I remember hearing about "new math" when I was in school back in the 70s (yes, that long ago, we rode dinosaurs to school and did our homework on stone tablets and the bathroom pass was a mammoth bone, shut up) and wondering what "old math" could have been. I mean, what can change about math? Did somebody discover, in the late 60s, that 2 + 2 = 4? What on earth were they doing before "new math?" Why was "new math" supposedly so difficult for parents to decipher?
Now I know how those parents felt, because we have a New and Improved Math. It's called Math Investigation, or Math Exploration, or something like that. Right away you can tell it's going to be bad. Math is not something to be explored, like the Amazon, hoping you might find something new. 2 + 2 will always equal 4, and you do not need New and Improved methods of discovering that fact. Or so I thought.It turns out that much of New and Improved Math is things I used to do in my head. For example, here's an equation using the Old New Math:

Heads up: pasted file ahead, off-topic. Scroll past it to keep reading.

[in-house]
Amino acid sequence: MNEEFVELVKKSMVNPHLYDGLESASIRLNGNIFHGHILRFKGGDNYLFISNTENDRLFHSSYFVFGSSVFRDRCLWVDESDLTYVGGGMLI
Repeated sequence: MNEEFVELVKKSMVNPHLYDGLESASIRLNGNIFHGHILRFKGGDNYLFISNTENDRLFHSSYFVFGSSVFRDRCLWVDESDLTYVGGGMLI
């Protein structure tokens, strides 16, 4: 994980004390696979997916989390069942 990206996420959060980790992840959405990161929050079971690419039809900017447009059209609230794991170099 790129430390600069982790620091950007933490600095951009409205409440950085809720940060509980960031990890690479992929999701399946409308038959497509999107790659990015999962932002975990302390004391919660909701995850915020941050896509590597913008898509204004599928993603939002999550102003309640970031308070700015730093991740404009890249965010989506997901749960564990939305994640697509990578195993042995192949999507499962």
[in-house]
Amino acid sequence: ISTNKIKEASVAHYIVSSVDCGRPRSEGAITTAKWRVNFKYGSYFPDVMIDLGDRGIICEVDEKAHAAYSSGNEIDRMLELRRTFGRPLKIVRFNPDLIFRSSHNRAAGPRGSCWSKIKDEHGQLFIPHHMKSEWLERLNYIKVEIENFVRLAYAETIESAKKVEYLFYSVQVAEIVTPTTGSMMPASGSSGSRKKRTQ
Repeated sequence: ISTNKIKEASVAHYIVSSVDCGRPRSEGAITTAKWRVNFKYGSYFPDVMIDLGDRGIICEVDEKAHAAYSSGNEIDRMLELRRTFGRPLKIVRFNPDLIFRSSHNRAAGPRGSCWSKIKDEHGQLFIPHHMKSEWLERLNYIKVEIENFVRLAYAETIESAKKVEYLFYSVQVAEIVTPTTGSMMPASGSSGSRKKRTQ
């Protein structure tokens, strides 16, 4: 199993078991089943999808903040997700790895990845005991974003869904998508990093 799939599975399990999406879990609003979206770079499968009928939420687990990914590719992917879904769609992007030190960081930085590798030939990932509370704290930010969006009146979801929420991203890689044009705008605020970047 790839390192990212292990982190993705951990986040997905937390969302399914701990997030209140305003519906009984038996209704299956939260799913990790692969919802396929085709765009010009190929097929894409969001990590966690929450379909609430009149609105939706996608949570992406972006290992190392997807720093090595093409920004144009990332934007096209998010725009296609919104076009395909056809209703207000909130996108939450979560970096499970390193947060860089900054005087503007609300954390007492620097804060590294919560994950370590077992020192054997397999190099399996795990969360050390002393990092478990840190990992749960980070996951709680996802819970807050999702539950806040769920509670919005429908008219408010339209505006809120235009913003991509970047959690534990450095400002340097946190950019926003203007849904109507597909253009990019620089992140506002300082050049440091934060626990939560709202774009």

3 X 5 is 15, carry the 1, 2 X 5 is 10, add the 1, there you go. Easy peasy. But with New and Improved Math, you break it down into smaller chunks. This makes sense. It's something I do if I don't have a pencil and paper handy. But really, is it any easier than Old New Math?
It makes my head hurt. They break it into little chunks and then try to put those chunks together. They haven't learned to carry a number. What is wrong with carrying a number? And don't even get me started on long division. Oh my freaking God.
Boo has been rocking right along on all of her progress reports, until the Big Math Evaluation last spring. And now I understand... it's because the child finally hit the limit of what she could do with New and Improved Math. In the school's defense, they have supposedly taught other methods as well, and this is the one Boo latched onto. But they should know this simply doesn't work with larger numbers. They should encourage the kids to use different methods at this point. Her teacher doesn't seem to thrilled with New and Improved Math. When it came up on Curriculum Night, his response was basically "this is what the state requires, so this is what we teach." Not exactly a ringing endorsement.
<sigh> Next thing on my to-do list... teach the girl some Oldie but Goodie math!